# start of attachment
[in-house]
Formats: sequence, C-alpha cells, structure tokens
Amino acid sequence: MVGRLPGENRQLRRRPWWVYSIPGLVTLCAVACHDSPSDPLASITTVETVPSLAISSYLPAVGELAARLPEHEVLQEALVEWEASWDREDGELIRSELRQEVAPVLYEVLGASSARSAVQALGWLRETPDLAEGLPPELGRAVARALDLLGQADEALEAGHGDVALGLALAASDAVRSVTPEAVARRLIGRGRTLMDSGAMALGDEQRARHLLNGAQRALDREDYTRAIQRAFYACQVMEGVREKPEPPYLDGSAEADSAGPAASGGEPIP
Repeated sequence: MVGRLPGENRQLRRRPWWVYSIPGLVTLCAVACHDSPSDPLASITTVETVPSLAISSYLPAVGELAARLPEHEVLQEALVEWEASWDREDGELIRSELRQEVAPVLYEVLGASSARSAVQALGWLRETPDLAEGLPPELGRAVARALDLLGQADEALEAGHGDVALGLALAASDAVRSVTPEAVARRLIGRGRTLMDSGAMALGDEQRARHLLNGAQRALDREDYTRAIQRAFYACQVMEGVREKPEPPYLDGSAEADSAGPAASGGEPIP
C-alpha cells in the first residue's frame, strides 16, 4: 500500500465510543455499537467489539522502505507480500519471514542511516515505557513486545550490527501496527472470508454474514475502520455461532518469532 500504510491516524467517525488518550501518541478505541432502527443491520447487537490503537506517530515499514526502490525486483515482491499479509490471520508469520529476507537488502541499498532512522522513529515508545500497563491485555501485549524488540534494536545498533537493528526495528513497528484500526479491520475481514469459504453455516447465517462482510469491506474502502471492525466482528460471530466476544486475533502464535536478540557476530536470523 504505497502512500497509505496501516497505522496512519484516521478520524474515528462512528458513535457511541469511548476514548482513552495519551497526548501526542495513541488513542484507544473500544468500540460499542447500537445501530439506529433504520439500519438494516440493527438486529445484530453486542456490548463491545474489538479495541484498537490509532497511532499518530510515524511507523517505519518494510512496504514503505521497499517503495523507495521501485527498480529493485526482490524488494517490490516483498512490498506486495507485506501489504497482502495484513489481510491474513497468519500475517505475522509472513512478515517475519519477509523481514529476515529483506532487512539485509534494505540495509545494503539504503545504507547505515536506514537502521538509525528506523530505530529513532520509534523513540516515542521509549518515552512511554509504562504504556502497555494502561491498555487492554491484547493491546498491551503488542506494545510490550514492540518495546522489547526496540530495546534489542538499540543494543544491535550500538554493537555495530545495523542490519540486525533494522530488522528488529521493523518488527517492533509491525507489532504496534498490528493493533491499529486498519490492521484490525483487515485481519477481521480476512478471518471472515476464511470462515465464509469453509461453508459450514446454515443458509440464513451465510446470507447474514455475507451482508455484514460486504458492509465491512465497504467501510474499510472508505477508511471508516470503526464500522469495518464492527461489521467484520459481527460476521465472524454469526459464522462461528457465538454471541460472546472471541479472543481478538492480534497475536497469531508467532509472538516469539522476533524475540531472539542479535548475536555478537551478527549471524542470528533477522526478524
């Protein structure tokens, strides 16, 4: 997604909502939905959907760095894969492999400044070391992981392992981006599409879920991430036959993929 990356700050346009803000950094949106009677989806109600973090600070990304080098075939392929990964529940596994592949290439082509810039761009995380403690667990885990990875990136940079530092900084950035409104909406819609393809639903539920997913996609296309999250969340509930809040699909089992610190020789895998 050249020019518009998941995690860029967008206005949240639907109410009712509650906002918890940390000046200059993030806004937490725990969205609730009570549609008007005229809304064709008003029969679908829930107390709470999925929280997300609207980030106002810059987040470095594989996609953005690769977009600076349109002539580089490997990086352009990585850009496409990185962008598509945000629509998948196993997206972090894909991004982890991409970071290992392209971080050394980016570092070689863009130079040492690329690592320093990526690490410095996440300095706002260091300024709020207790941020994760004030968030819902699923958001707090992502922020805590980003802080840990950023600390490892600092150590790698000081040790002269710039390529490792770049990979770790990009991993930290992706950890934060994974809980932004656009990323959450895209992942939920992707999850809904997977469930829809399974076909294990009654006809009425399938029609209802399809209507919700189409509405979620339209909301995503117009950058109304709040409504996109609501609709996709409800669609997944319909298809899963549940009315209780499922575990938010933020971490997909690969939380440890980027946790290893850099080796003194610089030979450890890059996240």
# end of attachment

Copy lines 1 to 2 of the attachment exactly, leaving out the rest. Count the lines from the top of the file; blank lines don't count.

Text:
[in-house]
Formats: sequence, C-alpha cells, structure tokens